“Eos”, dated 1895, by Evelyn De Morgan (1855-1919). De Morgan’s depiction is of a Botticellian Dawn. Aurora as rosy-winged water bearer, saffron-robed to reflect the softly lit, awakening landscape, and echoing the pale gold of the skyline. This is the poetic rendering described by Thomas Keightley: “Sometimes she is winged……..Yellow-robed;….Snow-footed; Fair-lighting….”

So we have been given Eos, Aurora, Ushas and all the goddesses of dawn, whose brevity equals their beauty. In Greek mythology, Eos was a daughter of “gold Hyperion….the bright Titan,”1 and Theia, “the far-shining one”.2 Hesiod’s Theogony apparently names their children as the Sun, Moon, and Dawn.  She was the wife of Astraeus, god of dusk, their children being the four Anemoi, or Winds: Boreas, Notus, Eurus and Zephyrus, as well as the five “Wandering Stars” of Mercury, Venus, Mars, Jupiter and Saturn.

Thomas Keightley (1789-1872) wrote in, “The Titans and their Offspring,” Part I, Chapter IV of his vast volume, The Mythology of Ancient Greece and Italy (published by Whittaker & Co., London, 1838, in a “second edition, considerably enlarged and improved”):

“The third of the children of Hyperiôn and Theia was Eôs, or the Dawn. Like Selene she was named by later poets from Pallas, and their reason for so doing is not easy to be discerned. Æschylus would seem to term her the child of Night, — a very obvious and natural genealogy. In Homer and Hesiod Eôs is simply the goddess of the dawn, but in works of succeeding poets she is identified with Hemera, or the Day. Homer, who is silent respecting the chariots of Helios and Selene, names the steeds which drew that of Eôs. He calls them Lampos (Shining) and Phaëton (Gleaming). Æschylus and Theocritus name the goddess ‘white-horsed’, and Euripides describes the ‘white-winged’ Hemera carrying off Tithonos in her golden four-horsed chariot. In another passage of this poet we meet the ‘one-horsed’ Eôs, whether riding or driving is not said. Lycophrôn gives her the winged horse Pegasos for her steed, and the scholiasts inform us that, when this horse had thrown Bellerophôn down to earth, Eôs asked and obtained him from Zeus. Eôs was, by Astræos, the mother of the winds Boreas, Zephyros and Notos, and of the stars of heaven.”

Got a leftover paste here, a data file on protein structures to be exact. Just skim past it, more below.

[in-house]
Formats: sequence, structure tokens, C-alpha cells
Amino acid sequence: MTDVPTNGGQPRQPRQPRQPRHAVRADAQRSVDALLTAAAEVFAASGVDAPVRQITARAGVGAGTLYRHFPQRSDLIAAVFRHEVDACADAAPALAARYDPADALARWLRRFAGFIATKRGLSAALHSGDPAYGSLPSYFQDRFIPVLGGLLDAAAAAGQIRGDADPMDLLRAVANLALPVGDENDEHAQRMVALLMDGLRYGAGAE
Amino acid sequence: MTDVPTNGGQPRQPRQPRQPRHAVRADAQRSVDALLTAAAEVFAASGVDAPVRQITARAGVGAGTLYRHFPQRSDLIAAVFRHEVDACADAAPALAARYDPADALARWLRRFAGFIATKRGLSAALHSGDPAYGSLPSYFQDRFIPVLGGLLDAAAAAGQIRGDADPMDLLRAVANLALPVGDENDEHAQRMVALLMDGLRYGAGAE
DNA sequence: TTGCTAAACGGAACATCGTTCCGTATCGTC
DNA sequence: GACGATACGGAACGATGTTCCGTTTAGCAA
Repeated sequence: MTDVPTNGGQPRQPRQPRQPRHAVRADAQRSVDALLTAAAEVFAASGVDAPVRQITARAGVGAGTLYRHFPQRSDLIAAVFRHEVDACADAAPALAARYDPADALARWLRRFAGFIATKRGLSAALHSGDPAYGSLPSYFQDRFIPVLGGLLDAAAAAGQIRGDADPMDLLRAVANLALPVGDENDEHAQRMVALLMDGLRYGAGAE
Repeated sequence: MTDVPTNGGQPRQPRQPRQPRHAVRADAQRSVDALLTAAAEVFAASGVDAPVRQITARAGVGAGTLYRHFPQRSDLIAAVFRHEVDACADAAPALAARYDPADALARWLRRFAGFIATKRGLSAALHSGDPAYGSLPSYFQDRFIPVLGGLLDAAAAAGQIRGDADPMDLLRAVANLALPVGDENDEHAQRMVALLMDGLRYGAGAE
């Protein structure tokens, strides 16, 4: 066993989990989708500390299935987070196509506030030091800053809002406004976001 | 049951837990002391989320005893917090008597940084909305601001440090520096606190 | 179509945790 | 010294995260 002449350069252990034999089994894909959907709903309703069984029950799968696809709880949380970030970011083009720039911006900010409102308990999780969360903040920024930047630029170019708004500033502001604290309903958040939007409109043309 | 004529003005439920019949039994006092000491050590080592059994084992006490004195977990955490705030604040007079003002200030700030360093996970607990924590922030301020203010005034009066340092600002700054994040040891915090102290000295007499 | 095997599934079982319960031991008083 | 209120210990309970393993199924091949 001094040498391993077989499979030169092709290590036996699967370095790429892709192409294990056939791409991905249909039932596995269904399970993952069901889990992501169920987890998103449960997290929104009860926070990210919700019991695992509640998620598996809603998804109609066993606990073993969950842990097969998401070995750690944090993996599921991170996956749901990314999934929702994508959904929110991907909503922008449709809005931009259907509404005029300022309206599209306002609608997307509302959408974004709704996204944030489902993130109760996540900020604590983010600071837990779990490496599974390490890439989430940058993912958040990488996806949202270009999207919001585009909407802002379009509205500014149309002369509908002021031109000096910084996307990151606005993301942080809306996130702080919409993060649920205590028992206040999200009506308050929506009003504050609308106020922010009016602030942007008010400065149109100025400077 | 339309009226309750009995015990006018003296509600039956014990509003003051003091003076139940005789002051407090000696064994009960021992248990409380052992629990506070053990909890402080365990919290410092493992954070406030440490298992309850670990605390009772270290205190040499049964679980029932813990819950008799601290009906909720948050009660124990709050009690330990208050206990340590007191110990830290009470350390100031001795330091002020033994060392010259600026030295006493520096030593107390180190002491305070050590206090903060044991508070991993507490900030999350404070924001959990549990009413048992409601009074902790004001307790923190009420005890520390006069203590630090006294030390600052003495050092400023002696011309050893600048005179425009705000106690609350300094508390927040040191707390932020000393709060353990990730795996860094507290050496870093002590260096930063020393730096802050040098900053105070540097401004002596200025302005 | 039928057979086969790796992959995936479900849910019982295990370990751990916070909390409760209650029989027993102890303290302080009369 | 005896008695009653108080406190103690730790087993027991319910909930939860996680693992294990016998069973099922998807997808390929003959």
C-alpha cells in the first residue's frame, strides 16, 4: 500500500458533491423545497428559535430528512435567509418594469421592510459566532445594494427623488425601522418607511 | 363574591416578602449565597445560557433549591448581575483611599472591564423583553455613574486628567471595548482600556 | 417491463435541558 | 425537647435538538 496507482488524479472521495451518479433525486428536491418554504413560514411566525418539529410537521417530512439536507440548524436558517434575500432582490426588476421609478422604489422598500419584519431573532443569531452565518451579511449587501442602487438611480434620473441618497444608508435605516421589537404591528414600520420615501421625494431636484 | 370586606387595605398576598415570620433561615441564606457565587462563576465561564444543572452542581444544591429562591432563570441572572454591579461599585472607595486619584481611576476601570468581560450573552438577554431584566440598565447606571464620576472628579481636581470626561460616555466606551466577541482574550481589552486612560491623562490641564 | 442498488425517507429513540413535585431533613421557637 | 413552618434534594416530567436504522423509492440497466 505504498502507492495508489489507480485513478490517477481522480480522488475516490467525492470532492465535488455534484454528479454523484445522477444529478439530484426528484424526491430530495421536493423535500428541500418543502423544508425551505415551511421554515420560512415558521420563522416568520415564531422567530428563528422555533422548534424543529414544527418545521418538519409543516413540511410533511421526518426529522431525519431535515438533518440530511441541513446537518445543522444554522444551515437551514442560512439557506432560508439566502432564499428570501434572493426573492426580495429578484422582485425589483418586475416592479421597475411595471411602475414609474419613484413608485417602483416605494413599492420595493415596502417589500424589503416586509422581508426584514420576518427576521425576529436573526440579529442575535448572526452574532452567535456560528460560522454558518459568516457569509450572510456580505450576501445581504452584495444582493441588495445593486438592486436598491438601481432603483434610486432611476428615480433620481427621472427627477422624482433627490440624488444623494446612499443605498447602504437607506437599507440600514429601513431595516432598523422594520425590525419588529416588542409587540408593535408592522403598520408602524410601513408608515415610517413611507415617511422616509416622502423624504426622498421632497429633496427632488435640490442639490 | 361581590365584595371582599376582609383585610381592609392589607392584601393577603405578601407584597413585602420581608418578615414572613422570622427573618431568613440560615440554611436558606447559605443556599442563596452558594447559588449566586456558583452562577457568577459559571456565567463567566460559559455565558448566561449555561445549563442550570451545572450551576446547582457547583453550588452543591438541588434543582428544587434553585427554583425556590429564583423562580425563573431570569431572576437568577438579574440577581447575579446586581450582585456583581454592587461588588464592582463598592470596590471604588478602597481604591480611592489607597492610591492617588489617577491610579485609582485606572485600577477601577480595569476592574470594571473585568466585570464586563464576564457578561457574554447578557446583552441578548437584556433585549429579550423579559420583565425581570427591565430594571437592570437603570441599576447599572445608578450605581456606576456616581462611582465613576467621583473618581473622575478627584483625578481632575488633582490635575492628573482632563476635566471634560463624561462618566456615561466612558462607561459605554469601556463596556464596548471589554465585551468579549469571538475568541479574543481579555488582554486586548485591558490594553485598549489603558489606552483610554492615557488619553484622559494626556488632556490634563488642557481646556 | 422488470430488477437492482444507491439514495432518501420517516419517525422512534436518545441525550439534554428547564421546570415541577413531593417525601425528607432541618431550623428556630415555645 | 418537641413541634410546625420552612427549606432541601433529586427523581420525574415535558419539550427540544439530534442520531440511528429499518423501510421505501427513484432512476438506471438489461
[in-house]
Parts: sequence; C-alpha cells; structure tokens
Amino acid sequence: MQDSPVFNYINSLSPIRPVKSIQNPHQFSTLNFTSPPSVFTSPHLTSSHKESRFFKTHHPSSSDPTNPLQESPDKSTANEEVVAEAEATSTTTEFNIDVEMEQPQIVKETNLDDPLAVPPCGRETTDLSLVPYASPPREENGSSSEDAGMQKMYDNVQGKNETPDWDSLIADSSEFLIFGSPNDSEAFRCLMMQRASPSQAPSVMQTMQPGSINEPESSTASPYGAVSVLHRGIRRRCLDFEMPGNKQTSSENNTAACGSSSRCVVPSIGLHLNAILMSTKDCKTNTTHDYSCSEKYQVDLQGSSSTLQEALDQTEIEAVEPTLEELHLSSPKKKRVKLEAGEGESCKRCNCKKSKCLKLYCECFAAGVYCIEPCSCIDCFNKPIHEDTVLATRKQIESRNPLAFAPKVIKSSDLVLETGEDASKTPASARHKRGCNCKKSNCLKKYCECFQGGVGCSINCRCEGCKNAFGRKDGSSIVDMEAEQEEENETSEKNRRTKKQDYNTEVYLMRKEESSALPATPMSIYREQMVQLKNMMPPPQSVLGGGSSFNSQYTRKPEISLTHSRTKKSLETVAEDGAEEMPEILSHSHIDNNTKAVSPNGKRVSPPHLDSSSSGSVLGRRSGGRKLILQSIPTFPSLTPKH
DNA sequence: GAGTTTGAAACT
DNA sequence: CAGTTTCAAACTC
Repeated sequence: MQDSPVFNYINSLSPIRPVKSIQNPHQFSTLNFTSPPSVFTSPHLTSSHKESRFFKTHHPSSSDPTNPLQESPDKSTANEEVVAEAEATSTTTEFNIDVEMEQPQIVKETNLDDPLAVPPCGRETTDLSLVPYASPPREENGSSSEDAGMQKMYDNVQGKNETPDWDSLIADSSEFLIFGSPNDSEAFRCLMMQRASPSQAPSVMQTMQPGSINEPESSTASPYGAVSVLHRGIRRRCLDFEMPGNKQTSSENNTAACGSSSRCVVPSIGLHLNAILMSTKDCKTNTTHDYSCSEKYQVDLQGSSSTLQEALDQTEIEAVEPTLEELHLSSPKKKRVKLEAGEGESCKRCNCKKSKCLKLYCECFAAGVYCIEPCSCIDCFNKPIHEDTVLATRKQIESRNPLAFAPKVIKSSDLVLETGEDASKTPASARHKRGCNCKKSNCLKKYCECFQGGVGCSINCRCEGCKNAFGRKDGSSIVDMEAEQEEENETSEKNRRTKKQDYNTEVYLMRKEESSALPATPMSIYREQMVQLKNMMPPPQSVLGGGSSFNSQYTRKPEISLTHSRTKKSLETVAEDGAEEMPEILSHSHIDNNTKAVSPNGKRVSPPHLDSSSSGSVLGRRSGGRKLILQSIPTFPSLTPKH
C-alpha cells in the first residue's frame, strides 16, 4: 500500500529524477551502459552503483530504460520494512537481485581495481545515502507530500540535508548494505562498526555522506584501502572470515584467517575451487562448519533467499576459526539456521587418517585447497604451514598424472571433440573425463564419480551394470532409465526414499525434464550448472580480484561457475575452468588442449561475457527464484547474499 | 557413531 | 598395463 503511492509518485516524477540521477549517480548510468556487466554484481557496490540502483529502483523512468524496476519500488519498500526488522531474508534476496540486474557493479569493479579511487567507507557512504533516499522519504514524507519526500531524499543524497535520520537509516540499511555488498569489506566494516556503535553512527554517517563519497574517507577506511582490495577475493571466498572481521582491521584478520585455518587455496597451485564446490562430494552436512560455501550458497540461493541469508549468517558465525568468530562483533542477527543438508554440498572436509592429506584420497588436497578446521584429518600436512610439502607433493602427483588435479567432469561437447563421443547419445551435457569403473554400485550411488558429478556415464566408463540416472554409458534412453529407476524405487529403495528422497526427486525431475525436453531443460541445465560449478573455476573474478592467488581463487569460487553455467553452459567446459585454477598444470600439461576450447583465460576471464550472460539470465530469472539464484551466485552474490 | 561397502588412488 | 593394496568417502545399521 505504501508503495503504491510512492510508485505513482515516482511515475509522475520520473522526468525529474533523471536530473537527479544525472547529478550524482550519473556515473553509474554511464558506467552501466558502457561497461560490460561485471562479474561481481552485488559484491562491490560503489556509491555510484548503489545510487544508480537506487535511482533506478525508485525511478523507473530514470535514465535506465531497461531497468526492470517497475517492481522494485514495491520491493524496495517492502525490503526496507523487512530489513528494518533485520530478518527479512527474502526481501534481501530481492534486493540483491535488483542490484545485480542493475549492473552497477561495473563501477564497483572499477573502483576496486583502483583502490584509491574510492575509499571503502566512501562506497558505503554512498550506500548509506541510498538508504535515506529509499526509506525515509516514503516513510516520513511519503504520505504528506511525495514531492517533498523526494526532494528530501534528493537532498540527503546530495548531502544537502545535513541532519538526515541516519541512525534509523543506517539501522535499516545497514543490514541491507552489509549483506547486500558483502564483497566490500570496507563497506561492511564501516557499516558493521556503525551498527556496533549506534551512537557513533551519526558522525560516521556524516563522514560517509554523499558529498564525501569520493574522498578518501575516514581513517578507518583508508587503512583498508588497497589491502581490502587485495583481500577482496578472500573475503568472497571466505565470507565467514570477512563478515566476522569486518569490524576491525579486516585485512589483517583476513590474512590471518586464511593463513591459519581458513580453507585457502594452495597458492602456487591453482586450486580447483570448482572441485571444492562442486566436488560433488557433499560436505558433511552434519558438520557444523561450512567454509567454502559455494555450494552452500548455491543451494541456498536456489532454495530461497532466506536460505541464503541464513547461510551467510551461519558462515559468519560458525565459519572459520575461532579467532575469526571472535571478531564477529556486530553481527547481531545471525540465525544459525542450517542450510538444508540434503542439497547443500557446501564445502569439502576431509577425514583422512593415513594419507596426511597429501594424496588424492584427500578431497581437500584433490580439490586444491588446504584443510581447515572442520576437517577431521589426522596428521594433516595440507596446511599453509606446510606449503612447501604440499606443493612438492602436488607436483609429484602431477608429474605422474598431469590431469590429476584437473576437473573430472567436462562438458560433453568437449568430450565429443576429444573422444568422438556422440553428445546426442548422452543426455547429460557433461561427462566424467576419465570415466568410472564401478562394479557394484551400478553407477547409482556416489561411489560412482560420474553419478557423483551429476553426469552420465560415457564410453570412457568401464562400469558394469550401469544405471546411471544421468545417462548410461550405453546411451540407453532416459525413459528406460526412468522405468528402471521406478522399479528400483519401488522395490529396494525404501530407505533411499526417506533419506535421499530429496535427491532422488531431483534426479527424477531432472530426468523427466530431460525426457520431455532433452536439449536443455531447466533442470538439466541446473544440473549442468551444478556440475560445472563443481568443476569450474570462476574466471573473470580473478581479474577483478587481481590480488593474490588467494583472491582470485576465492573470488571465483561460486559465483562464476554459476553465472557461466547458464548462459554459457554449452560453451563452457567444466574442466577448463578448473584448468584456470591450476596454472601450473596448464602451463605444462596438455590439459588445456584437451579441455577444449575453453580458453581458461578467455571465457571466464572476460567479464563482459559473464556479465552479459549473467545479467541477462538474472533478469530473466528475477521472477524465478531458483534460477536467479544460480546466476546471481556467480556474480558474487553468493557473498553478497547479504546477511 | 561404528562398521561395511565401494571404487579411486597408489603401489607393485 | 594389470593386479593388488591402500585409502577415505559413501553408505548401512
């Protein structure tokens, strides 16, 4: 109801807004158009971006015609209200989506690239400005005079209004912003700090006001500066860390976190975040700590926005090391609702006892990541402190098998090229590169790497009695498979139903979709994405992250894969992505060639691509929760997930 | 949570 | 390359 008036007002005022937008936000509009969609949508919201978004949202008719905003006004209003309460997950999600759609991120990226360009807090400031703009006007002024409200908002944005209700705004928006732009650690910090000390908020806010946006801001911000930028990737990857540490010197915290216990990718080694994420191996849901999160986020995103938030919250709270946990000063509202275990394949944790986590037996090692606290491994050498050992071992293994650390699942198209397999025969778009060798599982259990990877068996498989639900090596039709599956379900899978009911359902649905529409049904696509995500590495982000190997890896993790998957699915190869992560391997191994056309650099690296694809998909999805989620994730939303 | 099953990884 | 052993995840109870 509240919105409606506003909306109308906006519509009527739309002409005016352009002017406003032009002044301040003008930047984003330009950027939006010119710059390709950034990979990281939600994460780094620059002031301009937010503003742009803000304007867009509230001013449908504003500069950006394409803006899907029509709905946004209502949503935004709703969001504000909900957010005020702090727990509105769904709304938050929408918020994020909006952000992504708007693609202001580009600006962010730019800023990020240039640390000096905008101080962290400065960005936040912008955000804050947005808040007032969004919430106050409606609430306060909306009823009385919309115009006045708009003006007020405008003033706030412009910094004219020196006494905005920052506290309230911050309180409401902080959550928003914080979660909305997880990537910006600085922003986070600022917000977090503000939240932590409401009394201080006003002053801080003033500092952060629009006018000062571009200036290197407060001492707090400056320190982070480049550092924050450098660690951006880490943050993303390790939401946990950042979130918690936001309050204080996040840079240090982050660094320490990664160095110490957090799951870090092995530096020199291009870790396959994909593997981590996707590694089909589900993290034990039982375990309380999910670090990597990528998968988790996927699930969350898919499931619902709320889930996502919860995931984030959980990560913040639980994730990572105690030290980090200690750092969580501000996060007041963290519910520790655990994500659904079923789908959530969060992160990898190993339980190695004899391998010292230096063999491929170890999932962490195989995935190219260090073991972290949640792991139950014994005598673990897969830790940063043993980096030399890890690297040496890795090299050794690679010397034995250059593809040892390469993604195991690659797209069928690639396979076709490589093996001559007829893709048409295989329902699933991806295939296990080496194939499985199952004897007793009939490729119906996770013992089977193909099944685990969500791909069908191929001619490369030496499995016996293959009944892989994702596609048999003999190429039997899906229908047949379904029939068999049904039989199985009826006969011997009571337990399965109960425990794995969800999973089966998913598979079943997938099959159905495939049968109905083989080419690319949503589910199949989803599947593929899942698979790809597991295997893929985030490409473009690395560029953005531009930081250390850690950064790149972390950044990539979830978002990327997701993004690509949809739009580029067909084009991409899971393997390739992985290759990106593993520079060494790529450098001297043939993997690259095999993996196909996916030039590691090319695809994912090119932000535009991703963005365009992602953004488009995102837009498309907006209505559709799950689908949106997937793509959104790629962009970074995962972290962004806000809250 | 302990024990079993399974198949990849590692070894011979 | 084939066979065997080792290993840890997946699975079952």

Keightley’s footnotes offer an array of sources, including the aforementioned Æschylus, and also encompassing Ovid’s Metamorphoses, Homer (both Iliad & Odyssey), Hesiod’s Theogony, and several other classical authors. He adds that “The lovely goddess of the dawn was more than once smitten with the love of mortal man.” There follows a veritable inventory of beauteous young men upon whom Eôs appears to have cast her daybreak eyes.

Keightley then concludes by saying: “In the works of the artists Eôs drives a four-horsed car. Night, the moon, and the stars retire before her. Sometimes she is winged, at other times not. Eôs was styled by the poets, 1. Rose-fingered; 2. Rose-armed; 3. Yellow-robed; 4. Gold-seated; 5. Well-seated; 6. Well-tressed; 7. Snow-footed; 8. Fair-lighting; 9. Mortal-illuming; 10. Much-seeing; 11. Air-born, etc. The most probable derivation of the name Eôs….seems to be that from äw, to blow, regarding it as the cool morning air, whose gentle breathing precedes the rising of the sun.”

In Homer’s Iliad, Book XIX opens with the sea-nymph Thetis, mother of Achilles, bearing to her son a gift of glorious armour from the god Hephaestus, whilst the Greek hero grieves for the slain Patroclus:  “As Dawn rose up in her golden robe from Oceanus’ tides, bringing light to immortal gods and mortal men……”  (Robert Fagles’ translation, first published 1990.)

Keightley may well have been familiar with the rendition by Alexander Pope (1688-1744) in The Iliad of Homer, (W. Suttaby, London.1806):

“Soon as Aurora heav’d her orient head Above the waves that blush’d with early red, (With new-born day to gladden mortal sight, And gild the courts of Heaven with sacred light,)”

As Odysseus and his faithful wife Penelope are poignantly reunited in Book XXIII of The Odyssey, Homer describes the scene (line 241):